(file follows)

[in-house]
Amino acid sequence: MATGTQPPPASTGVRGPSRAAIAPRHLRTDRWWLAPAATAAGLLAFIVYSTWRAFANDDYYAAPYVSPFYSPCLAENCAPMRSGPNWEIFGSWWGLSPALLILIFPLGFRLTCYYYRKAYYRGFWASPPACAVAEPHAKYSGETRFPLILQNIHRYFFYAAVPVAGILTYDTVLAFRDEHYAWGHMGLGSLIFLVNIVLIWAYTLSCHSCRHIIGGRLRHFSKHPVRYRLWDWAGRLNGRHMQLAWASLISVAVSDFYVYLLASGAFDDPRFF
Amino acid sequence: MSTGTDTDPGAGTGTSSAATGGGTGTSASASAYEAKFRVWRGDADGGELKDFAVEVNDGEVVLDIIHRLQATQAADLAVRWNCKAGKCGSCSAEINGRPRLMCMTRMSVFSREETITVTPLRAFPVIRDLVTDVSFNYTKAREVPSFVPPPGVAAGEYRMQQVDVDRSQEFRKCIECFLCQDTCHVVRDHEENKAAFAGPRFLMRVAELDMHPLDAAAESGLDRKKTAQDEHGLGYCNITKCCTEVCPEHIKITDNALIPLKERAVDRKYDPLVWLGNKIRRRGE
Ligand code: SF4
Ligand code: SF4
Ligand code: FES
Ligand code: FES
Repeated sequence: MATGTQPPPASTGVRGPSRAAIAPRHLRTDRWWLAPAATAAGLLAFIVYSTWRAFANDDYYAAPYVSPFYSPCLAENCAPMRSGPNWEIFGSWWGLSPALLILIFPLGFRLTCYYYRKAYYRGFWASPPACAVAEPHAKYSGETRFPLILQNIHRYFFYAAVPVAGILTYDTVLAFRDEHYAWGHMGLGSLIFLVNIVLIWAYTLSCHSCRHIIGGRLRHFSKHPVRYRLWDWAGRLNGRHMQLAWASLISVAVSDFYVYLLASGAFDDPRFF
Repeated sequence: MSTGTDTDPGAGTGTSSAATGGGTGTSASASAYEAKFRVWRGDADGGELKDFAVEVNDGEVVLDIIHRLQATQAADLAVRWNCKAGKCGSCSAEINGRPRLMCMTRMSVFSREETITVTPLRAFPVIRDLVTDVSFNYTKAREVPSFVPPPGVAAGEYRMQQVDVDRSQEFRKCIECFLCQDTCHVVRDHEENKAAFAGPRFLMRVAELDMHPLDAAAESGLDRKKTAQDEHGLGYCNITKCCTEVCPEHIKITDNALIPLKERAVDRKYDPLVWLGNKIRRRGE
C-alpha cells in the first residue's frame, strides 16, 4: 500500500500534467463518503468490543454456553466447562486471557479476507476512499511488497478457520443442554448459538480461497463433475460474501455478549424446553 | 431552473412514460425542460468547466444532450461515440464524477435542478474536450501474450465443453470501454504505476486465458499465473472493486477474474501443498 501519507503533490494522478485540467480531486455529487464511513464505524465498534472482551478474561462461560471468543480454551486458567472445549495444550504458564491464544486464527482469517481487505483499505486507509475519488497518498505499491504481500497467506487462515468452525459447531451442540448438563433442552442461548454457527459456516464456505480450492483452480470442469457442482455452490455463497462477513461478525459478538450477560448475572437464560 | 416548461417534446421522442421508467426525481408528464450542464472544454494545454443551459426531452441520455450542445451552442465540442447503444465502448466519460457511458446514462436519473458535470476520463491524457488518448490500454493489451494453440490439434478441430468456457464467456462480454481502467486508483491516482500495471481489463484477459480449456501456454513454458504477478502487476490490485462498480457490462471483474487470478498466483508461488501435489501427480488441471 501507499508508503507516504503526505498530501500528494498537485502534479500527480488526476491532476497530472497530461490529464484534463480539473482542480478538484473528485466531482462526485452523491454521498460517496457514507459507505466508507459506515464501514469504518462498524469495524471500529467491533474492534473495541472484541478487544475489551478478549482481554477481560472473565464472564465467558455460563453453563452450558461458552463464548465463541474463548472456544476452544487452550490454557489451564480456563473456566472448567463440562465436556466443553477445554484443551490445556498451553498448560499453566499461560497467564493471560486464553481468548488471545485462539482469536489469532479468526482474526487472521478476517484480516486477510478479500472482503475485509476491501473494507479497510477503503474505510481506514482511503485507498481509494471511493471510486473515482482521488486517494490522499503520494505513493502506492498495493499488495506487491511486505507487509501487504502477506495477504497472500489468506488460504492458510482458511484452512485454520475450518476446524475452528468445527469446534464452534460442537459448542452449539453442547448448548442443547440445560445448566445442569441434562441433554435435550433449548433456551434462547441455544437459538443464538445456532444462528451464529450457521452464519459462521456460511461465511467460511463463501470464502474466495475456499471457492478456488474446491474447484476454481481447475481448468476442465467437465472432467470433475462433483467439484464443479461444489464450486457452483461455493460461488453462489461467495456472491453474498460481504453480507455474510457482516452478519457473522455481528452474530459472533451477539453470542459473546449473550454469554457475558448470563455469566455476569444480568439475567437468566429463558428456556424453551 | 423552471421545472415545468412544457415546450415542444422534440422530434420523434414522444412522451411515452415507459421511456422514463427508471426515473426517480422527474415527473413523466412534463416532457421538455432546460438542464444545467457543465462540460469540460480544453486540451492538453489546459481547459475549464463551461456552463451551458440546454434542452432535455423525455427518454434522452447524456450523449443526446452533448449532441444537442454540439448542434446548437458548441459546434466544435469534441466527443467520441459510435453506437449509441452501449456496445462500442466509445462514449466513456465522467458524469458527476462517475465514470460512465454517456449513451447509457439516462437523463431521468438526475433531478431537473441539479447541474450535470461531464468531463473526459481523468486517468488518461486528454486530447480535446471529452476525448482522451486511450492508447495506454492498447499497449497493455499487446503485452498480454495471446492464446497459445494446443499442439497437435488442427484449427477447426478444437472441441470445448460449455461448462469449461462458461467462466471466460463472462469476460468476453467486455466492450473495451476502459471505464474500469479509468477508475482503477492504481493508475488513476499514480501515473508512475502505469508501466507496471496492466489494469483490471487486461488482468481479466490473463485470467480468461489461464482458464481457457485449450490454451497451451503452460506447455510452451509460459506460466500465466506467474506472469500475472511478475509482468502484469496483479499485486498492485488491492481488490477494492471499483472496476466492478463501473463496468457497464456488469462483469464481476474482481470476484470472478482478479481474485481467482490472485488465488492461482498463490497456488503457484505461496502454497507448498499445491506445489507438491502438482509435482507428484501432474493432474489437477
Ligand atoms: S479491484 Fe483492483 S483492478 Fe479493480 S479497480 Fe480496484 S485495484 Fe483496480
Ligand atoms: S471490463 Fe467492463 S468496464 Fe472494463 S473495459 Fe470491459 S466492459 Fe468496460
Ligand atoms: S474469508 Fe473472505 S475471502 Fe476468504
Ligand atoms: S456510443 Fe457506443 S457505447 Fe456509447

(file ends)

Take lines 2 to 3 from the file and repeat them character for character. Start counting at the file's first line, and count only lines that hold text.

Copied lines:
Amino acid sequence: MATGTQPPPASTGVRGPSRAAIAPRHLRTDRWWLAPAATAAGLLAFIVYSTWRAFANDDYYAAPYVSPFYSPCLAENCAPMRSGPNWEIFGSWWGLSPALLILIFPLGFRLTCYYYRKAYYRGFWASPPACAVAEPHAKYSGETRFPLILQNIHRYFFYAAVPVAGILTYDTVLAFRDEHYAWGHMGLGSLIFLVNIVLIWAYTLSCHSCRHIIGGRLRHFSKHPVRYRLWDWAGRLNGRHMQLAWASLISVAVSDFYVYLLASGAFDDPRFF
Amino acid sequence: MSTGTDTDPGAGTGTSSAATGGGTGTSASASAYEAKFRVWRGDADGGELKDFAVEVNDGEVVLDIIHRLQATQAADLAVRWNCKAGKCGSCSAEINGRPRLMCMTRMSVFSREETITVTPLRAFPVIRDLVTDVSFNYTKAREVPSFVPPPGVAAGEYRMQQVDVDRSQEFRKCIECFLCQDTCHVVRDHEENKAAFAGPRFLMRVAELDMHPLDAAAESGLDRKKTAQDEHGLGYCNITKCCTEVCPEHIKITDNALIPLKERAVDRKYDPLVWLGNKIRRRGE